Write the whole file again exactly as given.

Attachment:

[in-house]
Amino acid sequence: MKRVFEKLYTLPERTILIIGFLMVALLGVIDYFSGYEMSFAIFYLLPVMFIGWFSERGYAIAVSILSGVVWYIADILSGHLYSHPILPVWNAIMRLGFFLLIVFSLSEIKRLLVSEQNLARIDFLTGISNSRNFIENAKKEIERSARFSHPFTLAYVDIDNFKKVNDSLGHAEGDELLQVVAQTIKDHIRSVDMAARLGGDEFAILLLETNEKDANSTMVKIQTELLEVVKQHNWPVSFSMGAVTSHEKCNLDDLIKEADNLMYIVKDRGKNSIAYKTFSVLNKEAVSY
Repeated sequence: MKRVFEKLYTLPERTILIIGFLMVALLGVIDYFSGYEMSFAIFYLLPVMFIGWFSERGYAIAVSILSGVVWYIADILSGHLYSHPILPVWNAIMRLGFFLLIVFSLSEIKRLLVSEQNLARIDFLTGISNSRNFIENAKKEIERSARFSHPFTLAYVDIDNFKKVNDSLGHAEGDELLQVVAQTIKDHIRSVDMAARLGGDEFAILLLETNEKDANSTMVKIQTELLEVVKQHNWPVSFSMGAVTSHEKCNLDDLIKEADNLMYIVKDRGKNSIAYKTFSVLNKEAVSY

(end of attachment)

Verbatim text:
[in-house]
Amino acid sequence: MKRVFEKLYTLPERTILIIGFLMVALLGVIDYFSGYEMSFAIFYLLPVMFIGWFSERGYAIAVSILSGVVWYIADILSGHLYSHPILPVWNAIMRLGFFLLIVFSLSEIKRLLVSEQNLARIDFLTGISNSRNFIENAKKEIERSARFSHPFTLAYVDIDNFKKVNDSLGHAEGDELLQVVAQTIKDHIRSVDMAARLGGDEFAILLLETNEKDANSTMVKIQTELLEVVKQHNWPVSFSMGAVTSHEKCNLDDLIKEADNLMYIVKDRGKNSIAYKTFSVLNKEAVSY
Repeated sequence: MKRVFEKLYTLPERTILIIGFLMVALLGVIDYFSGYEMSFAIFYLLPVMFIGWFSERGYAIAVSILSGVVWYIADILSGHLYSHPILPVWNAIMRLGFFLLIVFSLSEIKRLLVSEQNLARIDFLTGISNSRNFIENAKKEIERSARFSHPFTLAYVDIDNFKKVNDSLGHAEGDELLQVVAQTIKDHIRSVDMAARLGGDEFAILLLETNEKDANSTMVKIQTELLEVVKQHNWPVSFSMGAVTSHEKCNLDDLIKEADNLMYIVKDRGKNSIAYKTFSVLNKEAVSY